That is also important in low light conditions.

Good luck!  Can you test and compare somewhere? How often will you use teh lens?

What camera are you using?  I sold my wide lens, I rarely used it on a full frame.  24 was wide enough for 99% of my use on the 24-70.

Michael

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Re: 17-40 f4 for lower light vs 16-35 f2.8
« Reply #8 on: August 28, 2012, 03:00:36 PM »
I too struggled with this choice when I purchased my UWA back in 2006. 

At the end of the day, I ponied up the cash for the 16-35 II for several key reasons

1) Waaay better sunstars at f16: the 14 points are very distinct and not softened/ambiguous like the 17-40 gave me
2) 1mm on the wide end for me is significant and very meaningful.  More than happy to pay more for this
3) And lastly, yes, occassionaly there is the need to shoot @ 2.8.  Not very often at all, but I like having options
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jdramirez

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Re: 17-40 f4 for lower light vs 16-35 f2.8
« Reply #9 on: August 28, 2012, 03:29:28 PM »
I'm not going to bother with what other say and I'll just give you my thoughts which may be redundant to what others have previously said.

The 17-40 and the 16-35 are different animals entirely.  One is a Camero and one is a Corvette.  Both meet the minimum threshold for being nice, but only one is the pace car for races. 

The 17-40 is a little soft until you stop it down to around f/11 which isn't awful because most landscape photography is put on a tripod.  But indoor photography would be affected if you don't use flash, and even if you use flash with a aperture of 11, it is still quite a challenge. 

I'd personally ignore the issue of 16mm v. 17mm. 

Question: would the IQ be so much different if you took the same photo (something like an early evening sunset) with both lens, say at a setting of f5.6, ISO 100, 20mm length, using a tripod and remote release?

I'll defer to others to answer this question.

Can I assume that the shutter speed of the f2.8 would be half that of the f4? and with a tripod would the IQ be so different?

The shutter speed would be twice as fast at f/2.8 than it would be at 4.  Again... if you are tripod mounting... it isn't that big of a deal unless there are animals in your shot and they are moving.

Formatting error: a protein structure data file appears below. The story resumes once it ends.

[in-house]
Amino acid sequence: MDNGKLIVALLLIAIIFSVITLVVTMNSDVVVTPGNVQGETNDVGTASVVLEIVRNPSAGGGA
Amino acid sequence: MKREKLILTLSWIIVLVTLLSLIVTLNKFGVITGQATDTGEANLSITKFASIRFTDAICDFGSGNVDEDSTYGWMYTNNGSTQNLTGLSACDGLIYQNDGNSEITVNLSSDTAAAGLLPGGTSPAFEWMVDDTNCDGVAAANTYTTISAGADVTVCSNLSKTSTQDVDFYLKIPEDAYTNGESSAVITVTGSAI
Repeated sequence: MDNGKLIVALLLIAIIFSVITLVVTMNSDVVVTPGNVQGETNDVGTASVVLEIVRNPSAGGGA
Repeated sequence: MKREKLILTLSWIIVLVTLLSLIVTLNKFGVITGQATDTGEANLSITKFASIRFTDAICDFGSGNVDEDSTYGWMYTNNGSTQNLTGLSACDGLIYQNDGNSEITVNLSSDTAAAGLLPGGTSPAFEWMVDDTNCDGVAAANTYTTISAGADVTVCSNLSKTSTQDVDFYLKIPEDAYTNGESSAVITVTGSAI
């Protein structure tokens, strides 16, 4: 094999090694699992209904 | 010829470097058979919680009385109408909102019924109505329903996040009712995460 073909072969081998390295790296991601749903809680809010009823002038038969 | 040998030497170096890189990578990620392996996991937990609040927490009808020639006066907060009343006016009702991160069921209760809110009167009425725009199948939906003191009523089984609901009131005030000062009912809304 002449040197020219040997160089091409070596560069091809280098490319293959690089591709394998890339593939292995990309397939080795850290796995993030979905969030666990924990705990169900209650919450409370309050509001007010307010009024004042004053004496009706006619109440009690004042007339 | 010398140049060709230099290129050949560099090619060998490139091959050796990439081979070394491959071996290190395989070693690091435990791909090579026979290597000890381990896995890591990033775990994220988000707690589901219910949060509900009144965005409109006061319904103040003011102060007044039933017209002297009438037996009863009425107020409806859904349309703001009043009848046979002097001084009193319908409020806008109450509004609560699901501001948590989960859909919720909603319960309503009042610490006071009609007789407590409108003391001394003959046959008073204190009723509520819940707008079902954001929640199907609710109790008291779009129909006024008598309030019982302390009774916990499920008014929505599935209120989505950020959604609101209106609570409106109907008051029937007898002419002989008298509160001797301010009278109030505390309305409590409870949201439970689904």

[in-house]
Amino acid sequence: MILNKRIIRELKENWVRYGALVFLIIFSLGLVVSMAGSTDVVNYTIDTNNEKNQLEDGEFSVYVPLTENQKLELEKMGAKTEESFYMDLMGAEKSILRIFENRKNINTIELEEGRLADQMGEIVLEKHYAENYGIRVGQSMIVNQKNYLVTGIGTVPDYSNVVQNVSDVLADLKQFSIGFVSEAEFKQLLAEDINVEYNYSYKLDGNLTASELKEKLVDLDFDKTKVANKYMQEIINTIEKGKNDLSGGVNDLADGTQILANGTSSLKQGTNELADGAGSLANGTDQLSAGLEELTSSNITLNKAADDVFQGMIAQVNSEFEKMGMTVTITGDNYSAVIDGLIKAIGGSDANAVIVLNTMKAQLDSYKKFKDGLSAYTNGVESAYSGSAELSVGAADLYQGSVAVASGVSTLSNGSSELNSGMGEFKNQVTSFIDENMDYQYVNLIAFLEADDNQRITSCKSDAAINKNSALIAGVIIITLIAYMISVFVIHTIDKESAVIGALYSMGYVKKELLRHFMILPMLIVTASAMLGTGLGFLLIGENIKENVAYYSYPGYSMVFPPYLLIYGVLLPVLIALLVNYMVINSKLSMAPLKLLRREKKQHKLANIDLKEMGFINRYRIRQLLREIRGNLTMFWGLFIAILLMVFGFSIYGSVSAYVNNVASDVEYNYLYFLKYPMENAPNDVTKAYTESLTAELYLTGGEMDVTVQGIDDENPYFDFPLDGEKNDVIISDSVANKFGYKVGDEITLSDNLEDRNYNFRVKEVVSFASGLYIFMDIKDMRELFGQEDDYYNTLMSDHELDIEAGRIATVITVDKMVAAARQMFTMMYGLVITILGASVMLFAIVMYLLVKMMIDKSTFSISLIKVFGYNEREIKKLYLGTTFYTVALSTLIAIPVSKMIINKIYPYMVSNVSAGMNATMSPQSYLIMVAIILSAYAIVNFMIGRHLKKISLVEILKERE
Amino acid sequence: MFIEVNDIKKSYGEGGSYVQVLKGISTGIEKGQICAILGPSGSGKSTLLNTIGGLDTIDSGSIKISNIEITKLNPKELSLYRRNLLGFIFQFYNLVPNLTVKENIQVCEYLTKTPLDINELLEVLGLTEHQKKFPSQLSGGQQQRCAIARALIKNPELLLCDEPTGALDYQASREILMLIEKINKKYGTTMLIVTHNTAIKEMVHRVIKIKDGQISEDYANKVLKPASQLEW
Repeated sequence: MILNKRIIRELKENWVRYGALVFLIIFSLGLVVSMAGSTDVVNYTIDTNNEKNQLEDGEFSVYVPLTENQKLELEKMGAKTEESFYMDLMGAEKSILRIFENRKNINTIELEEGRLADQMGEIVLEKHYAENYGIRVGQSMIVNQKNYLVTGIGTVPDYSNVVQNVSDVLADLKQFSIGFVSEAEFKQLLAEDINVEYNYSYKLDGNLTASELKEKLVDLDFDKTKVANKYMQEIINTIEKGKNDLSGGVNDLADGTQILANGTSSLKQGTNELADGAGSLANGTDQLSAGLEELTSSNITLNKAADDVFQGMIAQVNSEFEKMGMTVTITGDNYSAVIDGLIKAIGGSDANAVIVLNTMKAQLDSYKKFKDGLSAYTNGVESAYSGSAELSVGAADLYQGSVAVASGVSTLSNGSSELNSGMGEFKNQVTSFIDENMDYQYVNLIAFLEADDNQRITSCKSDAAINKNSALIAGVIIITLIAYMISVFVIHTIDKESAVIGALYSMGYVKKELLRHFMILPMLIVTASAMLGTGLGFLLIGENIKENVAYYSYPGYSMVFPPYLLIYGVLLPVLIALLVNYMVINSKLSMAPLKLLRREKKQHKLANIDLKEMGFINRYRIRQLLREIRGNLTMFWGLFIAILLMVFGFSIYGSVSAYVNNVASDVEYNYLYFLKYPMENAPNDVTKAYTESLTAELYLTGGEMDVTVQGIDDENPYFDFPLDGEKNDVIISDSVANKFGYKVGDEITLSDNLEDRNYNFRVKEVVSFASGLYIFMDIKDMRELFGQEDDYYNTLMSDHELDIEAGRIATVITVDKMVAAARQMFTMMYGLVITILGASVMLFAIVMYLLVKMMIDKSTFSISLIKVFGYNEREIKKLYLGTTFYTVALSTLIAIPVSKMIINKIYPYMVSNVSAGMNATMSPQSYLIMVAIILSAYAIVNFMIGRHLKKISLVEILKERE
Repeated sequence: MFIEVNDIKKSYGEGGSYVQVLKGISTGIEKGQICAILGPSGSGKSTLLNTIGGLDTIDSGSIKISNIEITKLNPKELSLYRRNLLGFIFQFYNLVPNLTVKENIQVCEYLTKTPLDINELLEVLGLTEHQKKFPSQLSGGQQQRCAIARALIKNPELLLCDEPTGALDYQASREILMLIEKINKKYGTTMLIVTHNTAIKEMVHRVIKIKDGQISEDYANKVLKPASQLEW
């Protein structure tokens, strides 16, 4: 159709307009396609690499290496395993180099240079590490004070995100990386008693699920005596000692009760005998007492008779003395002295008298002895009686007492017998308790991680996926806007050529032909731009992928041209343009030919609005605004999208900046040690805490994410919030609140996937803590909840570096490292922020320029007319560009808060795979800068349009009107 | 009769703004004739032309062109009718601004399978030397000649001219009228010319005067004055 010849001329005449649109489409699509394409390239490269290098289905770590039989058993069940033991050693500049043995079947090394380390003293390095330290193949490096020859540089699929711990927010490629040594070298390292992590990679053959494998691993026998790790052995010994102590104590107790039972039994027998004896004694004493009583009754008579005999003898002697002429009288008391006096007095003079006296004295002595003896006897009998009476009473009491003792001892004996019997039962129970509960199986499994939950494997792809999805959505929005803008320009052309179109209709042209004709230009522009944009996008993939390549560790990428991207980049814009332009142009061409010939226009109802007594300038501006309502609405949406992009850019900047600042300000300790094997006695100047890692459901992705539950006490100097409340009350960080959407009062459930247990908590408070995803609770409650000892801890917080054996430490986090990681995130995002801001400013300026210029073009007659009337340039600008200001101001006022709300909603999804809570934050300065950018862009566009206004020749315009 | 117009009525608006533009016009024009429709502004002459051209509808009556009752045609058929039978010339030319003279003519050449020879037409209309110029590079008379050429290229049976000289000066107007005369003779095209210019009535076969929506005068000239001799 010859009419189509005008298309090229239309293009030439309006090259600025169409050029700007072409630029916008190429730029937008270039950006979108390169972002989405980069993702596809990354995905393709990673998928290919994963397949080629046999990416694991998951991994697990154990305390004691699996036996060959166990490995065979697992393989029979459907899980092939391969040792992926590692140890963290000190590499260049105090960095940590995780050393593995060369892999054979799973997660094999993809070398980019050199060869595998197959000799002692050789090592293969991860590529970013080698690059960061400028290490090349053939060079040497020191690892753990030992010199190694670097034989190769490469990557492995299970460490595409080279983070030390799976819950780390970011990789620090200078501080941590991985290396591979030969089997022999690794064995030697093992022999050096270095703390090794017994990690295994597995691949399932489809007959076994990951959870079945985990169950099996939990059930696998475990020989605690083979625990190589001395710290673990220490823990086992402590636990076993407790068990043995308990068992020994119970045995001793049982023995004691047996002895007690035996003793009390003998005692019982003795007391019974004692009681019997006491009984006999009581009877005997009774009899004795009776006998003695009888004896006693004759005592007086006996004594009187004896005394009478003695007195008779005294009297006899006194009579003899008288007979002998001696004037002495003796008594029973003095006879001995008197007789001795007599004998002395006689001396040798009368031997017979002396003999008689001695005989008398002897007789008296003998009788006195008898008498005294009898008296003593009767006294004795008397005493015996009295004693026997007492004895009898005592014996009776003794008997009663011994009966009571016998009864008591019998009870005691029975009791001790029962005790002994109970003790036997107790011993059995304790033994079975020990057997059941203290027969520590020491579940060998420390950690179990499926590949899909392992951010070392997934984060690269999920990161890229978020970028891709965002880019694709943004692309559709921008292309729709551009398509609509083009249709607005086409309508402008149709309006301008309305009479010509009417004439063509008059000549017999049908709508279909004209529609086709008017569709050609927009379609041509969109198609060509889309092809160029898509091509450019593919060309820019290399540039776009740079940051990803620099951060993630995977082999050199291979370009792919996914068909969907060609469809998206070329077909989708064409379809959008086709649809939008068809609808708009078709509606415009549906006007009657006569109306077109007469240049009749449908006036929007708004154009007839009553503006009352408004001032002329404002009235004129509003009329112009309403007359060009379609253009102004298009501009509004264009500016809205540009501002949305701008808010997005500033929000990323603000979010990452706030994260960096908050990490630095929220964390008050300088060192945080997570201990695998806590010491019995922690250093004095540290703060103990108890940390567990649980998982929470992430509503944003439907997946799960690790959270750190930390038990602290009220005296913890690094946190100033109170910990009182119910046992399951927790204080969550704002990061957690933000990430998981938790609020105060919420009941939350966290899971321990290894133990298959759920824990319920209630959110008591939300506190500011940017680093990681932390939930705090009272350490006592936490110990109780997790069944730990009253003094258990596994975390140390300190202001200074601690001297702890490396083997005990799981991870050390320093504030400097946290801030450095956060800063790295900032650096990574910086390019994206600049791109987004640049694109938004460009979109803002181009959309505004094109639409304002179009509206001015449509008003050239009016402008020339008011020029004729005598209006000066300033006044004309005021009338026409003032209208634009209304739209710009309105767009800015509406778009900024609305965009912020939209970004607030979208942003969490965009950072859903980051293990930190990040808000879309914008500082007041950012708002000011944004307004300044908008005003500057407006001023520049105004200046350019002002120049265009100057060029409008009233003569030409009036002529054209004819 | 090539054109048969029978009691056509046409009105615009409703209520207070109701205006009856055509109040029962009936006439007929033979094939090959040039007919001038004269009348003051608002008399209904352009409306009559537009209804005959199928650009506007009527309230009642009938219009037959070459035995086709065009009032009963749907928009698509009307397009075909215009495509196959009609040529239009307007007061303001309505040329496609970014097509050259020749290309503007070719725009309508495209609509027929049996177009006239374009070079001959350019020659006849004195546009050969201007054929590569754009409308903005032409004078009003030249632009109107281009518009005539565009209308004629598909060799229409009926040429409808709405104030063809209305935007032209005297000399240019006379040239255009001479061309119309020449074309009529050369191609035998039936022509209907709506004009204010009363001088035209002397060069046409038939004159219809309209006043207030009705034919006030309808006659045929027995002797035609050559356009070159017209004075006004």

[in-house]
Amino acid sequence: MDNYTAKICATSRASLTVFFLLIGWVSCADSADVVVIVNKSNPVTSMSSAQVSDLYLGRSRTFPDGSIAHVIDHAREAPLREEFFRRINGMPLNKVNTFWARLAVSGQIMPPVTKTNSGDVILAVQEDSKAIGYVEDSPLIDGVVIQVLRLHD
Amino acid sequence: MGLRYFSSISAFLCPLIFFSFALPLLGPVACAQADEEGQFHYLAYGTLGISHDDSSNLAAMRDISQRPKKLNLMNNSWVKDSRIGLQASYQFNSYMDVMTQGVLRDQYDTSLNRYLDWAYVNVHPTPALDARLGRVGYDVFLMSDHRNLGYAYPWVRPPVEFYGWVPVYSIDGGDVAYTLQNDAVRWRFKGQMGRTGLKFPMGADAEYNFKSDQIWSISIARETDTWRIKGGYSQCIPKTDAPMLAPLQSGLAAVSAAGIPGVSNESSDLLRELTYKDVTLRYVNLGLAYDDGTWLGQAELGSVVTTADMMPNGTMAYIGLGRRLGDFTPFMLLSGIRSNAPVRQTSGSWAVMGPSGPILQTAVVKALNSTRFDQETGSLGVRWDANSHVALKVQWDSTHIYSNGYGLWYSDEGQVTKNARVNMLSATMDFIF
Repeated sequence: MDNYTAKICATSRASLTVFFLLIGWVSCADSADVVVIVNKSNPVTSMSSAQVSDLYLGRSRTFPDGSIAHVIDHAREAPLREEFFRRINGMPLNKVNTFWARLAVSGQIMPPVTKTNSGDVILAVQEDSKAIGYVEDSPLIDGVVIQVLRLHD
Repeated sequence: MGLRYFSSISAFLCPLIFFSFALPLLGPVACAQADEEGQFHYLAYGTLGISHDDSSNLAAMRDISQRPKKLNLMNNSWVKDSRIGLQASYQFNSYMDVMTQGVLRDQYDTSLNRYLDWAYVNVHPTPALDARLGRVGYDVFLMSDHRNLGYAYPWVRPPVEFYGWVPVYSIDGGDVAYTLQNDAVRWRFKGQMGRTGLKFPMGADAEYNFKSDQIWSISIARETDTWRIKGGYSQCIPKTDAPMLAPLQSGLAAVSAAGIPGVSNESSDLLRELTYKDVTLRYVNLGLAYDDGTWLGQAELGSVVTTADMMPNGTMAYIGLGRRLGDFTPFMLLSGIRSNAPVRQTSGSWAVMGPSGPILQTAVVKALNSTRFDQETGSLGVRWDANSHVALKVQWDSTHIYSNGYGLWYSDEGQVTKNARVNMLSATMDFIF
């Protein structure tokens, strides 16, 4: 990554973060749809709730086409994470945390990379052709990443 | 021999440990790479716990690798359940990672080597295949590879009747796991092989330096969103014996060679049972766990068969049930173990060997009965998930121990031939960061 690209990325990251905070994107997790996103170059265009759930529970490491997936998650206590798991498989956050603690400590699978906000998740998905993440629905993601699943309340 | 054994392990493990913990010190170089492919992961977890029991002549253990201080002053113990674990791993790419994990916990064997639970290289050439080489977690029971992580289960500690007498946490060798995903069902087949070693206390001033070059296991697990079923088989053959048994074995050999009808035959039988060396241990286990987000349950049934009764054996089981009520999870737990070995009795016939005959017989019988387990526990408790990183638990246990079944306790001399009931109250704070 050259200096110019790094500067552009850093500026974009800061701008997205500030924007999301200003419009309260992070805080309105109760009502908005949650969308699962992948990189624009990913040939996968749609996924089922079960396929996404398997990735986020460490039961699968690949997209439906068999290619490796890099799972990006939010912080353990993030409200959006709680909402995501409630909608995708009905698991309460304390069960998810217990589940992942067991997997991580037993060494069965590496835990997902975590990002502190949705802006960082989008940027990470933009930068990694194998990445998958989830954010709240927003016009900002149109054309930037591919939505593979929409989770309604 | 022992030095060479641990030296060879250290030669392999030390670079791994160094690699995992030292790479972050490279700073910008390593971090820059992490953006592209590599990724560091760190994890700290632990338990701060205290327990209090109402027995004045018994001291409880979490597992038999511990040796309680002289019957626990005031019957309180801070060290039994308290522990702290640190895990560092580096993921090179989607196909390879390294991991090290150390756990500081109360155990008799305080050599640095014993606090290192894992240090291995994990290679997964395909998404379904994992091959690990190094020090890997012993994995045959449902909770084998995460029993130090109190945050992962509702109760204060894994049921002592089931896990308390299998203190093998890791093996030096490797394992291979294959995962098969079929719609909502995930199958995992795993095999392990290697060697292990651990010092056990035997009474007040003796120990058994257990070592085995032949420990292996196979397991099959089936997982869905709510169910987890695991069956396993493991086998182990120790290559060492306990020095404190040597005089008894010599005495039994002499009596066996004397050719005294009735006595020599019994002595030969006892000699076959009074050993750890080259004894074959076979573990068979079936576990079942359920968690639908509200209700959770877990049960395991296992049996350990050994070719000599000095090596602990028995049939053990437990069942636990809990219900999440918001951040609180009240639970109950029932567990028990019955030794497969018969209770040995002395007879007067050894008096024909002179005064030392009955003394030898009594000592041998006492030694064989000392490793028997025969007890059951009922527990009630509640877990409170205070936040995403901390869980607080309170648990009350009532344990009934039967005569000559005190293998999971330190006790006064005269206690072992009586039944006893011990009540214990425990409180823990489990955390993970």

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K-amps

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Re: 17-40 f4 for lower light vs 16-35 f2.8
« Reply #10 on: August 28, 2012, 04:31:13 PM »
On paper the 16-35ii is wider and faster at 2x the price, but is it really 2x the lens?

In reality, these lenses are often used for landscapes and there you need great DoF, so you will use them in the f6.3 to f11 range. At this range both lenses (barring FoV) will be very similar. So in the end you might be better off with a 17-40L.

There will be situations where the 16-35mm is better and those who engage such situations will spend 2x the money, but I have not had the urge yet.

You have to consider the Filters (ND for water blur or ND gradients for Skies) will be cheaper in the 77mm thread size than the 82mm needed for the 16-35.

As for shooting wide open, the corners are mushy in both lenses unless really stopped down. Hopefully Nikon can shame Canon into releasing a monster like the 14-24mm.

As a beginner, I'd highly recommend you get a 17-40L, and then move up once you feel you need to.

For Architecture, I'd rather use the TSE-24 which is by far the sharpest of all of Canon's wide angles... it puts many Nikkors to shame as well.... it is a beaut !
« Last Edit: August 28, 2012, 04:36:41 PM by K-amps »
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myone

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Re: 17-40 f4 for lower light vs 16-35 f2.8
« Reply #11 on: August 28, 2012, 04:45:47 PM »
When I bought my 40D, I never really consider the 16-35 due to its price. Shooting 17-40 on a cropped body eliminates the softness on corners, and 3 years using it with my 40D left me without much complains at all. After all, I saved the extra $ on some other lenses that I wanted at that time. I even shot many pics at f/4.0 on many of my vacations and even family weddings, both handheld and on tripod. The 17-40 at its price, again is a winner.